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Giovanni donates books to start black-studies library

By Sally Harris

Spectrum Volume 19 Issue 15 - December 12, 1996

Nikki Giovanni wanted the Black Studies Program at Virginia Tech to have a living library-a collection of books students wouldn't be afraid to handle and read-so she gathered up all the multiple copies of books by and about blacks that she'd collected over the years and started the library with a donation of about 200 volumes.

"Part of the fun of reading a book is to grab a hotdog and Coke and eat while you read-get the food and pile it up in front of you and get into another world," Giovanni said. "I get a lot of free books. I can share."

The Black Studies Program will take care of the books, which range from The Mis-Education of the Negro, a historical study by the late sociologist Carter G. Woodson, to W.E.B. Dubois's The Souls of Black Folks to the novels of Richard Wright, Giovanni said. However, "they don't have to keep the books in such condition that nobody can enjoy them," she said.

Giovanni's desire for a usable library stems from a childhood incident. In the fourth grade, she read a book about dinosaurs called Cave Twins. "My grandmother baked `dinosaur eggs,'" she said. Then, though her mother told her not to have the book near the bubble liquid she was playing with, she knocked the liquid over and ruined the library book.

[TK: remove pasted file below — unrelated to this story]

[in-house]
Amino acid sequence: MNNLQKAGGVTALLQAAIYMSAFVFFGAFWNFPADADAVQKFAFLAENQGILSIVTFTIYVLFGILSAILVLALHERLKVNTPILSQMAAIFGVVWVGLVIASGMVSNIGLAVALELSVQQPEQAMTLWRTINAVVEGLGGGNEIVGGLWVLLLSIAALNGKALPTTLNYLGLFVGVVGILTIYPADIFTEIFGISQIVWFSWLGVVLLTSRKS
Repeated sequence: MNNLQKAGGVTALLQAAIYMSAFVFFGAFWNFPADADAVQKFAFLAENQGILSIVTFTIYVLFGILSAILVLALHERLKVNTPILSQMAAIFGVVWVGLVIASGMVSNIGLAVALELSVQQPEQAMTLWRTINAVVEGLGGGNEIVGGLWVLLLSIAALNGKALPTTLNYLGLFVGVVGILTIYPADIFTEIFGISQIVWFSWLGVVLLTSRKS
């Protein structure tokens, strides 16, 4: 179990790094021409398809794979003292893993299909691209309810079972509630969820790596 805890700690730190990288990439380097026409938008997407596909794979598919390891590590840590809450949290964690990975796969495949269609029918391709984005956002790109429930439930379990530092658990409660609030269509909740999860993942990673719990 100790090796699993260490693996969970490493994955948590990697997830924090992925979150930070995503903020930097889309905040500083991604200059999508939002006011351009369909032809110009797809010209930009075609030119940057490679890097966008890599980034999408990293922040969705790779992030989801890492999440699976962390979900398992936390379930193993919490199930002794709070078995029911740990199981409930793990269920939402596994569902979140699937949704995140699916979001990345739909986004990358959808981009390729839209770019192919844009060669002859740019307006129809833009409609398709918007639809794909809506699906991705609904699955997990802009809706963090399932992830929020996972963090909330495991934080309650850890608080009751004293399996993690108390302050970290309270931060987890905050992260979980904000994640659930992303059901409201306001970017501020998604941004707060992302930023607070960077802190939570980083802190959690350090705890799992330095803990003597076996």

"Mother had to buy it for about $2, really a lot of money then," Giovanni said. "We kept the book. Before I came here, I had the book shellacked to remind me why people need something they can mess up, a living library. If they spill coffee on a page, you'll know this is a page somebody read."

A book, Giovanni said, is supposed to work. "It's not a dilettante, it's not a debutante, and it will get torn. It's nice to see a book somebody has read."

Giovanni intends to keep adding books to the library and hopes other faculty members, not just in Black Studies, will donate books by and about blacks so the students in that program and in the humanities will have books they can read at their leisure.

"I hope we can build a predominantly black library because those can sometimes be the hardest books to find," Giovanni said.

The books are housed in 256 Lane, according to Joyce Williams-Green, director of the Black Studies Program in the Center for Interdisciplinary Studies. Anyone wishing to donate books should call Williams-Green at 1-5812 or Larissa Chadwick at 1-7615.

"Compared to many black-studies programs and departments, our program is very small with limited resources and nominal faculty and staff," Williams-Green said. "However, we are strong on commitment and faculty and administrative support from specific areas, as well as community support. Nikki has donated her time to assist with curriculum development and teaching. This gift from Nikki is only one of many from her. However, it is an example of the kind and quality of support that we have received from committed faculty and staff members, and members of the New River Valley community."